Take the career exploration challenge while on a road trip this summer

Tips for utilizing new experiences as teachable moments while on the road.

Take the career exploration challenge while on a road trip this summer

Did you know summertime can be a great time for career exploration? This is a time of year when many families take to the road for vacations or visit distant friends. There are many non-formal ways for youth to learn while on a family trip. No matter what age, road trips are a great vehicle for exploring careers because youth come into contact with new people and situations every day. Michigan 4-H recommends using this time to capitalize on youth’s natural curiosity, help them see connections and utilize the time you have together in the car.

Here are a few tips for different ages.

Elementary age children

  • Help students identify different jobs as you travel. This could be as simple as saying, “Did you know it’s someone’s job to look after these zoo animals?”
  • Engage workers you meet along the way. Ask the zookeeper what their favorite animal is or how the tour guide first got interested in their job.
  • Encourage your child to ask questions.
  • Play a game of naming jobs that start with each letter of the alphabet – this is a great game to play in the car!

Middle school youth

  • Make a game out of identifying careers throughout the day. For instance, while waiting for dinner, each person could make a list of all the jobs they remember seeing that day (everything from waiters and construction workers to small business owners and park rangers). See who can list the most!
  • Encourage youth to politely ask people questions about their jobs.
  • After visiting an attraction, discuss with your children the various jobs that make the whole thing work. For instance, at an amusement park, it may be easy to see the people who work at various rides, but for the park to be successful, they also have accountants, engineers and ride designers, sales and marketing teams, electricians and many other “behind the scenes” workers.

High school youth

  • If you’re visiting friends or family, encourage youth to ask them about their jobs. Have them explain how they picked their career path as well as the education or preparation needed along the way. Even if your kids have grown up knowing Uncle Johnny is a deep-sea crab fisherman, they may not have thought about the choices made along the way. This is a great reminder that these family or friends might be great resources for career support in the future as well.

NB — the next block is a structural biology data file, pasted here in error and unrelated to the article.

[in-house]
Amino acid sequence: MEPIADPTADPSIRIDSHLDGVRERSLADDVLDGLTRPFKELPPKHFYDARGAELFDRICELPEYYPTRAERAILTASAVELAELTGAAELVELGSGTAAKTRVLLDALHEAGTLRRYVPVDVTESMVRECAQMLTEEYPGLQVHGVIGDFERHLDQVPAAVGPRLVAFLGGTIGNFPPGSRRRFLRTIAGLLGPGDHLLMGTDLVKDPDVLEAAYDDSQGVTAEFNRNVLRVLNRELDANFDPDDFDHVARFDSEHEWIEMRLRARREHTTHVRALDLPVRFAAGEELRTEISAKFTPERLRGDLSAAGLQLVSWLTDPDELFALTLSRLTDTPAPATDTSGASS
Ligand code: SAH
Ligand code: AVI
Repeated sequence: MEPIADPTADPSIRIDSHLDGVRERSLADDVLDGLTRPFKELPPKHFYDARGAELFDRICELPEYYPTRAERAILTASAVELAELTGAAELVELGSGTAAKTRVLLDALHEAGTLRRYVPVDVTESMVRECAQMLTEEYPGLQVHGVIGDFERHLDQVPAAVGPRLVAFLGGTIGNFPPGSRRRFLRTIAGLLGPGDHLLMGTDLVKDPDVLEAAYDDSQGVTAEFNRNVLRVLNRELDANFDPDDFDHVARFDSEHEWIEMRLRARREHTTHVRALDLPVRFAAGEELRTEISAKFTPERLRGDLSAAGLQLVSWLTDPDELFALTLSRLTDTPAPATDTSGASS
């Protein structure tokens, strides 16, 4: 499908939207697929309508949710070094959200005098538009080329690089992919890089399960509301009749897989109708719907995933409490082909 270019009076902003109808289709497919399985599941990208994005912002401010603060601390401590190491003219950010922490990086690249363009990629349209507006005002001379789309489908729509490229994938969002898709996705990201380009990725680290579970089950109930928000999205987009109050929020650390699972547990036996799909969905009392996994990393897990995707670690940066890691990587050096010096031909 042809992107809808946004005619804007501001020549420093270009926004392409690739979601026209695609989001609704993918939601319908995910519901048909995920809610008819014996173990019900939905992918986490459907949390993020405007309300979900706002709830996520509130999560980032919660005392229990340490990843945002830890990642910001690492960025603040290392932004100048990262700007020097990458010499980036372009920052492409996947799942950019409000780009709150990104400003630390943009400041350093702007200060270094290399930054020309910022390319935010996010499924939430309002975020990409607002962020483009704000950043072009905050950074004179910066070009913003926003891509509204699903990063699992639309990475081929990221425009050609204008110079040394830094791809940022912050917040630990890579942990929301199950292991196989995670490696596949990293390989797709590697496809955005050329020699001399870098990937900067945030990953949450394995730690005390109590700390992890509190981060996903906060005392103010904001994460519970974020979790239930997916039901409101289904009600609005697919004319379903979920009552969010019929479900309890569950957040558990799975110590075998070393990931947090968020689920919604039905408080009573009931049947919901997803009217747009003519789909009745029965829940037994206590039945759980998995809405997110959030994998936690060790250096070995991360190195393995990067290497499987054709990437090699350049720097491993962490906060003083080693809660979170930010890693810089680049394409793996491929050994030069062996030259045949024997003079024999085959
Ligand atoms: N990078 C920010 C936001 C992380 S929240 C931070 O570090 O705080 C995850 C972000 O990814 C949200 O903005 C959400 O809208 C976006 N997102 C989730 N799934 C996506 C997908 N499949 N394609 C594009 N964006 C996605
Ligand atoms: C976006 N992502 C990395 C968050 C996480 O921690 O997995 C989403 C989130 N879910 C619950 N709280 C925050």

• Arrange for youth to spend a day or part of a day with their aunt or uncle at work. Even if it is not a career field they are interested in, they will learn a lot about the world of work, as well as getting to know their family member better.
  • Plan ahead to visit an attraction or area of the country where there is a job your child is interested in pursuing. This can be as formal as to include some job shadowing, or just a chance to see the job in action. Encourage your child to think of some questions ahead of time to ask the person or people you will see. See the National 4-H curriculum, “Build Your Future,” for more help and resources for this type of activity.

Finally, this may also be a great time to talk about your own job with your children! Often we get so caught up in day-to-day routines that you may never have had the opportunity to tell the story of how you chose your career path or what you do when you go to work. It can be helpful for your children to understand your line of work, how you arrived on your career path and the lessons you learned. It will also help them to understand you as a person.

Just because the kids are out of school doesn’t have to mean there are no opportunities for learning. Summertime road trips are a great opportunity to explore all of the jobs and careers all around us. Pick a few of these ideas for your next road trip!

Michigan State University Extension and Michigan 4-H have many more resources for learning how to get the most out of summer, such as articles about how babysitters can be entrepreneurs, oral storytelling and smooth summer tips

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